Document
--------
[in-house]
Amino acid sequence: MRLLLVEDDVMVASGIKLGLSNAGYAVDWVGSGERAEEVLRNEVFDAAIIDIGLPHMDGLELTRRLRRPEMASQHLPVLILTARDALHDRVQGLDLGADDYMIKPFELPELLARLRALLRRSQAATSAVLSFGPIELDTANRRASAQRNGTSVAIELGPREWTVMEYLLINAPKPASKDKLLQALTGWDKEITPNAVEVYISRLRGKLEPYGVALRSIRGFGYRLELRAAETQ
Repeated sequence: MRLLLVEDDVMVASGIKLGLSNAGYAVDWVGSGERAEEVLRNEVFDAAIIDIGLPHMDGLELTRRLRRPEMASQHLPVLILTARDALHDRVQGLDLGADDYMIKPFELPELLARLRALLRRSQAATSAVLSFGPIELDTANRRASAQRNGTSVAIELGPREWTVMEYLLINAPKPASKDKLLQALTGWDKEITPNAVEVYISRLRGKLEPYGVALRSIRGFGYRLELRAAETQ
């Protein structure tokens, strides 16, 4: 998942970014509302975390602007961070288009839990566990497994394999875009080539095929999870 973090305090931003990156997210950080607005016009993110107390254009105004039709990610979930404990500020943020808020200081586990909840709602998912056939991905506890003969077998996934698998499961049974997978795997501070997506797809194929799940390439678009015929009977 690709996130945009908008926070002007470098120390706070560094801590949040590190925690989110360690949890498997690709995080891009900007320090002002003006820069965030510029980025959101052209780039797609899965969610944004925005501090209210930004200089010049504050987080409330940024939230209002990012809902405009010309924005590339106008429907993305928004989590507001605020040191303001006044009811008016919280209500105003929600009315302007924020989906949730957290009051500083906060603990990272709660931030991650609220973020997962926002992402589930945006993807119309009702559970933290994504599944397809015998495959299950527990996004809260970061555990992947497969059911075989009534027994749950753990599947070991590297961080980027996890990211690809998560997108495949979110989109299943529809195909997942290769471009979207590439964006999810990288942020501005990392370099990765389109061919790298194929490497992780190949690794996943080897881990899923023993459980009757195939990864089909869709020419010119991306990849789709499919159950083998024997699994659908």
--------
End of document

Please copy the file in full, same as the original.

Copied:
[in-house]
Amino acid sequence: MRLLLVEDDVMVASGIKLGLSNAGYAVDWVGSGERAEEVLRNEVFDAAIIDIGLPHMDGLELTRRLRRPEMASQHLPVLILTARDALHDRVQGLDLGADDYMIKPFELPELLARLRALLRRSQAATSAVLSFGPIELDTANRRASAQRNGTSVAIELGPREWTVMEYLLINAPKPASKDKLLQALTGWDKEITPNAVEVYISRLRGKLEPYGVALRSIRGFGYRLELRAAETQ
Repeated sequence: MRLLLVEDDVMVASGIKLGLSNAGYAVDWVGSGERAEEVLRNEVFDAAIIDIGLPHMDGLELTRRLRRPEMASQHLPVLILTARDALHDRVQGLDLGADDYMIKPFELPELLARLRALLRRSQAATSAVLSFGPIELDTANRRASAQRNGTSVAIELGPREWTVMEYLLINAPKPASKDKLLQALTGWDKEITPNAVEVYISRLRGKLEPYGVALRSIRGFGYRLELRAAETQ
């Protein structure tokens, strides 16, 4: 998942970014509302975390602007961070288009839990566990497994394999875009080539095929999870 973090305090931003990156997210950080607005016009993110107390254009105004039709990610979930404990500020943020808020200081586990909840709602998912056939991905506890003969077998996934698998499961049974997978795997501070997506797809194929799940390439678009015929009977 690709996130945009908008926070002007470098120390706070560094801590949040590190925690989110360690949890498997690709995080891009900007320090002002003006820069965030510029980025959101052209780039797609899965969610944004925005501090209210930004200089010049504050987080409330940024939230209002990012809902405009010309924005590339106008429907993305928004989590507001605020040191303001006044009811008016919280209500105003929600009315302007924020989906949730957290009051500083906060603990990272709660931030991650609220973020997962926002992402589930945006993807119309009702559970933290994504599944397809015998495959299950527990996004809260970061555990992947497969059911075989009534027994749950753990599947070991590297961080980027996890990211690809998560997108495949979110989109299943529809195909997942290769471009979207590439964006999810990288942020501005990392370099990765389109061919790298194929490497992780190949690794996943080897881990899923023993459980009757195939990864089909869709020419010119991306990849789709499919159950083998024997699994659908």